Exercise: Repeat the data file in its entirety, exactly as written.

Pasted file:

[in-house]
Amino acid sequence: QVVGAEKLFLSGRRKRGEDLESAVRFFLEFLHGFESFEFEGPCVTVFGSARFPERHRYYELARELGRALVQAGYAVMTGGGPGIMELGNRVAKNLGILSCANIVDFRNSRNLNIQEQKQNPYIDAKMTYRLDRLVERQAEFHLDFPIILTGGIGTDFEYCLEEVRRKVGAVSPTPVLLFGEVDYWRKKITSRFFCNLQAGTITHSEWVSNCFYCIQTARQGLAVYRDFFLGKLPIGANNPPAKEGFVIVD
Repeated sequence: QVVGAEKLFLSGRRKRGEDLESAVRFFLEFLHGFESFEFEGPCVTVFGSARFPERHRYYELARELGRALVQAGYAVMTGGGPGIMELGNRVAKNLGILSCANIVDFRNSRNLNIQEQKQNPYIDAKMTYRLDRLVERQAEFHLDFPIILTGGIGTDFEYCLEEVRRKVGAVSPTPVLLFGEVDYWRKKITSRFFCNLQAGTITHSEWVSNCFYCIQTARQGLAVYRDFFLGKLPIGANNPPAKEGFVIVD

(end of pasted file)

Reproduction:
[in-house]
Amino acid sequence: QVVGAEKLFLSGRRKRGEDLESAVRFFLEFLHGFESFEFEGPCVTVFGSARFPERHRYYELARELGRALVQAGYAVMTGGGPGIMELGNRVAKNLGILSCANIVDFRNSRNLNIQEQKQNPYIDAKMTYRLDRLVERQAEFHLDFPIILTGGIGTDFEYCLEEVRRKVGAVSPTPVLLFGEVDYWRKKITSRFFCNLQAGTITHSEWVSNCFYCIQTARQGLAVYRDFFLGKLPIGANNPPAKEGFVIVD
Repeated sequence: QVVGAEKLFLSGRRKRGEDLESAVRFFLEFLHGFESFEFEGPCVTVFGSARFPERHRYYELARELGRALVQAGYAVMTGGGPGIMELGNRVAKNLGILSCANIVDFRNSRNLNIQEQKQNPYIDAKMTYRLDRLVERQAEFHLDFPIILTGGIGTDFEYCLEEVRRKVGAVSPTPVLLFGEVDYWRKKITSRFFCNLQAGTITHSEWVSNCFYCIQTARQGLAVYRDFFLGKLPIGANNPPAKEGFVIVD